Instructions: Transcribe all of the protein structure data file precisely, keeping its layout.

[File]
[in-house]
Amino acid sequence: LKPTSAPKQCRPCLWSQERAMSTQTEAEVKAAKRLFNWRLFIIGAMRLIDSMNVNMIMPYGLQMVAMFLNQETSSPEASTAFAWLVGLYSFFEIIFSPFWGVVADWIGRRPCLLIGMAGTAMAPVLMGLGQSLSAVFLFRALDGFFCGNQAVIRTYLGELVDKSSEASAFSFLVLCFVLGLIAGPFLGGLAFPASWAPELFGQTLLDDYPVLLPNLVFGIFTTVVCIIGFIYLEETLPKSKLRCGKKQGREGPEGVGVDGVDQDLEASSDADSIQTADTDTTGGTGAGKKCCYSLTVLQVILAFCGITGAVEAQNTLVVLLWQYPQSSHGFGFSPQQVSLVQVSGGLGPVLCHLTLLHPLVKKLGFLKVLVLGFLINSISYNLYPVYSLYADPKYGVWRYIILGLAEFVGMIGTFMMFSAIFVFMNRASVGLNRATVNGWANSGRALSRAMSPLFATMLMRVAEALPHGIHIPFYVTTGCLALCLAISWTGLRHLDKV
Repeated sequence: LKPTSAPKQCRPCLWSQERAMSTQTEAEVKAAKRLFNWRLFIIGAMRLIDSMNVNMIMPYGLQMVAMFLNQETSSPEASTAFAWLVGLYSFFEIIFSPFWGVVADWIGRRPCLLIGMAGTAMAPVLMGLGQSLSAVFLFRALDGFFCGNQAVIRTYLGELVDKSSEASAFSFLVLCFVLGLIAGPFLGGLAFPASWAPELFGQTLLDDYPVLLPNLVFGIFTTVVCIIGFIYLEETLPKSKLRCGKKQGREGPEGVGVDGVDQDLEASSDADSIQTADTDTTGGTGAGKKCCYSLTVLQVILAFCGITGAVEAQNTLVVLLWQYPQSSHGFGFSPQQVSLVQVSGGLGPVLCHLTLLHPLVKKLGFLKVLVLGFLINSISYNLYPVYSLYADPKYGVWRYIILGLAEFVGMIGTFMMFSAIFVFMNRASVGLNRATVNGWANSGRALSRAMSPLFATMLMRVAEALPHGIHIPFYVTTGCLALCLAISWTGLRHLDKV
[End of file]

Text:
[in-house]
Amino acid sequence: LKPTSAPKQCRPCLWSQERAMSTQTEAEVKAAKRLFNWRLFIIGAMRLIDSMNVNMIMPYGLQMVAMFLNQETSSPEASTAFAWLVGLYSFFEIIFSPFWGVVADWIGRRPCLLIGMAGTAMAPVLMGLGQSLSAVFLFRALDGFFCGNQAVIRTYLGELVDKSSEASAFSFLVLCFVLGLIAGPFLGGLAFPASWAPELFGQTLLDDYPVLLPNLVFGIFTTVVCIIGFIYLEETLPKSKLRCGKKQGREGPEGVGVDGVDQDLEASSDADSIQTADTDTTGGTGAGKKCCYSLTVLQVILAFCGITGAVEAQNTLVVLLWQYPQSSHGFGFSPQQVSLVQVSGGLGPVLCHLTLLHPLVKKLGFLKVLVLGFLINSISYNLYPVYSLYADPKYGVWRYIILGLAEFVGMIGTFMMFSAIFVFMNRASVGLNRATVNGWANSGRALSRAMSPLFATMLMRVAEALPHGIHIPFYVTTGCLALCLAISWTGLRHLDKV
Repeated sequence: LKPTSAPKQCRPCLWSQERAMSTQTEAEVKAAKRLFNWRLFIIGAMRLIDSMNVNMIMPYGLQMVAMFLNQETSSPEASTAFAWLVGLYSFFEIIFSPFWGVVADWIGRRPCLLIGMAGTAMAPVLMGLGQSLSAVFLFRALDGFFCGNQAVIRTYLGELVDKSSEASAFSFLVLCFVLGLIAGPFLGGLAFPASWAPELFGQTLLDDYPVLLPNLVFGIFTTVVCIIGFIYLEETLPKSKLRCGKKQGREGPEGVGVDGVDQDLEASSDADSIQTADTDTTGGTGAGKKCCYSLTVLQVILAFCGITGAVEAQNTLVVLLWQYPQSSHGFGFSPQQVSLVQVSGGLGPVLCHLTLLHPLVKKLGFLKVLVLGFLINSISYNLYPVYSLYADPKYGVWRYIILGLAEFVGMIGTFMMFSAIFVFMNRASVGLNRATVNGWANSGRALSRAMSPLFATMLMRVAEALPHGIHIPFYVTTGCLALCLAISWTGLRHLDKV